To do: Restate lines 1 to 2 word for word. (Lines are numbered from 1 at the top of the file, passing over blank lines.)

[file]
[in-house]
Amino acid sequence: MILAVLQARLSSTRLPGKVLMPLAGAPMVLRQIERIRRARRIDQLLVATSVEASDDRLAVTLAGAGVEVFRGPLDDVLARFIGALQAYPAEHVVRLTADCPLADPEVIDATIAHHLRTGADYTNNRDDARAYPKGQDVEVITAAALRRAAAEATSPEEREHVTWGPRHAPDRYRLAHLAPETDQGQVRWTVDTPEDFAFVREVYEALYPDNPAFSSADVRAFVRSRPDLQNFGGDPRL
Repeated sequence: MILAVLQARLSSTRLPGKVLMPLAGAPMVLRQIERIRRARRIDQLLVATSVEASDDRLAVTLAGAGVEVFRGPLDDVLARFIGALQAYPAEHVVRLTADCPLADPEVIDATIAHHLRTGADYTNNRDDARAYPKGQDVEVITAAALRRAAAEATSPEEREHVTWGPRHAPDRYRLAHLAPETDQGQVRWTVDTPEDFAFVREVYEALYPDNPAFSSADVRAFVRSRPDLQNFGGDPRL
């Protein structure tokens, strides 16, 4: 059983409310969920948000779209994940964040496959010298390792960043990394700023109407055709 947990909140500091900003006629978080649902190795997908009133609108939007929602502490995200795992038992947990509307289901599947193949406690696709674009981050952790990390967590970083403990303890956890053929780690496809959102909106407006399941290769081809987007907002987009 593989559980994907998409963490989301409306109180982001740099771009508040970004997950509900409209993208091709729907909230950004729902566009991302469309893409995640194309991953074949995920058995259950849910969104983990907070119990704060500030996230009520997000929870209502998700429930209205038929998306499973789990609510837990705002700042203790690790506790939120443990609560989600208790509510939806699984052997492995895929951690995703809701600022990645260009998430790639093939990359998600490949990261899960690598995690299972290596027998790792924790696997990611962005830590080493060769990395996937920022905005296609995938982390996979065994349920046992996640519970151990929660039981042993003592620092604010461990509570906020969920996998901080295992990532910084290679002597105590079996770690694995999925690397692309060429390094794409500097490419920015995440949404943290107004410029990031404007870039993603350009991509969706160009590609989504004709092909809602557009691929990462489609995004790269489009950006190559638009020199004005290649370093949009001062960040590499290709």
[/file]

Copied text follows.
[in-house]
Amino acid sequence: MILAVLQARLSSTRLPGKVLMPLAGAPMVLRQIERIRRARRIDQLLVATSVEASDDRLAVTLAGAGVEVFRGPLDDVLARFIGALQAYPAEHVVRLTADCPLADPEVIDATIAHHLRTGADYTNNRDDARAYPKGQDVEVITAAALRRAAAEATSPEEREHVTWGPRHAPDRYRLAHLAPETDQGQVRWTVDTPEDFAFVREVYEALYPDNPAFSSADVRAFVRSRPDLQNFGGDPRL